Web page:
International Services Programme , WASH, PSS and RFL
by Stephanie Hayag Gascon, volunteer
Mr Carlo Heathcote was still in Nepal on secondment to the IFRC as a water sanitation delegate when the second earthquake struck.
“It was lunchtime, and we were only three metres from the door out to the carpark,” he recalled.
“But when we ran out, everyone else was also running out of the hotels and businesses. Many Nepalese, who had obviously survived the earthquake 20 days earlier, were jumping onto motorbikes and into cars, not to get away, but to get home to their friends and families.”
Mr Heathcote is currently SRC’s Programme Executive, International Services. He first joined as a volunteer in 2013, but became a staff member in 2014 to help manage over 80 reconstruction projects in the Philippines after Typhoon Haiyan.
In Nepal, he and his colleagues were responsible for the provision of clean water for over 18,000 people. After locating springs and streams, they transported the water in 5,000litre tanks by truck, then treated it with chlorine. “An emergency water sanitation team doesn’t necessarily rebuild mass infrastructure, our first response in most cases relies on the use of simple technology to deliver water on a large scale,” he said. He was also a specialist logistician for the IFRC headquarters in Kathmandu, where he managed and procured ‘WASH items’ such as water pump components.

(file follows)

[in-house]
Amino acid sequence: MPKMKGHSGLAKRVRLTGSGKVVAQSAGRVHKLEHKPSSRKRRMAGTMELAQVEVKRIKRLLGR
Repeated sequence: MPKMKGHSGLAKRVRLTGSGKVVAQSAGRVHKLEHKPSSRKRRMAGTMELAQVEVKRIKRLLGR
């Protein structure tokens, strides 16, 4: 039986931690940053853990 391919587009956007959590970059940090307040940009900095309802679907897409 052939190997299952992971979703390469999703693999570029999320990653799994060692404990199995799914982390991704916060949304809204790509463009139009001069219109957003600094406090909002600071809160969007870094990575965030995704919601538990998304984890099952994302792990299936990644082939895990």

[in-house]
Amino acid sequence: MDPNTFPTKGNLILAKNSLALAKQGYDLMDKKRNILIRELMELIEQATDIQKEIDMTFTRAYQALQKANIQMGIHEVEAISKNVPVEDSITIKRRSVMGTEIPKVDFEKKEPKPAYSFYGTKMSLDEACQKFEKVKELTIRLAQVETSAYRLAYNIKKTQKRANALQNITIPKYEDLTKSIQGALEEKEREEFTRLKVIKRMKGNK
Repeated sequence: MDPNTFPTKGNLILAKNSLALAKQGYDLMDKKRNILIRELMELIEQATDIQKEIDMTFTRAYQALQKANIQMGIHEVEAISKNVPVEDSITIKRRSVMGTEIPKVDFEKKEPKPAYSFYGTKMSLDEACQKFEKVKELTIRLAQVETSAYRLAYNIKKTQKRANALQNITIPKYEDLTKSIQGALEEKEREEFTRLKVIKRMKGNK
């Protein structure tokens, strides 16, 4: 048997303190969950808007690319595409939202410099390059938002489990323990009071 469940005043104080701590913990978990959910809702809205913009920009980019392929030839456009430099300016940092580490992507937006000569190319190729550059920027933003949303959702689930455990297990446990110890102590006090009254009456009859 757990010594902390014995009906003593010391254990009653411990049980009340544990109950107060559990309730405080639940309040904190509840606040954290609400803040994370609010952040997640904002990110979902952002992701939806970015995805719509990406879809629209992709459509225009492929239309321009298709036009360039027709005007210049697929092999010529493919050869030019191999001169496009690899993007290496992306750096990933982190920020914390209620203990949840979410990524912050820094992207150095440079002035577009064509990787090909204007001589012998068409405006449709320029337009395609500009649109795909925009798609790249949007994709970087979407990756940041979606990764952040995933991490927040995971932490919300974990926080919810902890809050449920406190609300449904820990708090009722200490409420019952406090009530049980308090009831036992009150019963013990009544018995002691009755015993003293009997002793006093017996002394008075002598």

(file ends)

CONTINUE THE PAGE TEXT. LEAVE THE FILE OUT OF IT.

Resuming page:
“If a camp needs supplies like food, it’s easy to understand. But WASH items can get neglected because you need specialists. I would help source the items locally when possible, and internationally if not,” he said.
Though aid workers from several countries were involved, the Nepal Red Cross was the backbone of the response. “I like to liken the host national society to a smartphone. It’s very capable of lots of things, but when there’s a disaster it can run low on power. When we come in, we’re not a new smartphone, we’re the power bank so it can be on for longer,” he said.
Mr Heathcote returned to Singapore from his monthlong stay in Nepal on 2 June 2015. He was satisfied by his experience both professionally, since it was his first time officially putting his water, sanitation, and hygiene promotion training into practice, and personally.
“I was running on adrenalin, but beneficiaries are often extremely gracious and respectful, and show genuine appreciation. It’s a privilege to be a conduit for humanitarian aid. It’s humbling, but empowering,” he said.
One sight that struck him was a woman walking down a threestorey high pile of rubble in the Nepalese town of Chautara, northeast of Kathmandu, while some nearby buildings were still largely intact.
He realised the buildings that had better withstood the tremors were made from reinforced concrete. Traditional low cost stone and mud structures quickly fell apart. “If you have money to build this way, you can live. That was eyeopening, and scary,” he said.
Mr Heathcote has previously worked for the International Committee of the Red Cross (ICRC). In 2001, the ICRC posted him to Afghanistan for a year. The photos he took there were exhibited at the French Parliament and Afghan Embassies in Paris and Australia. His photojournalism was also featured in the Singapore Red Cross’ exhibition for the 2004 Indian Ocean Tsunami’s 10th anniversary.
Though he never thought he would be doing this job, he loves it for “selfish reasons”.
“I feel like I’m making a difference,” he said, “And making a difference feels good. It gives me clarity of who I am as a person, and my place in society. I couldn’t do it every day if I didn’t enjoy it most of the time.”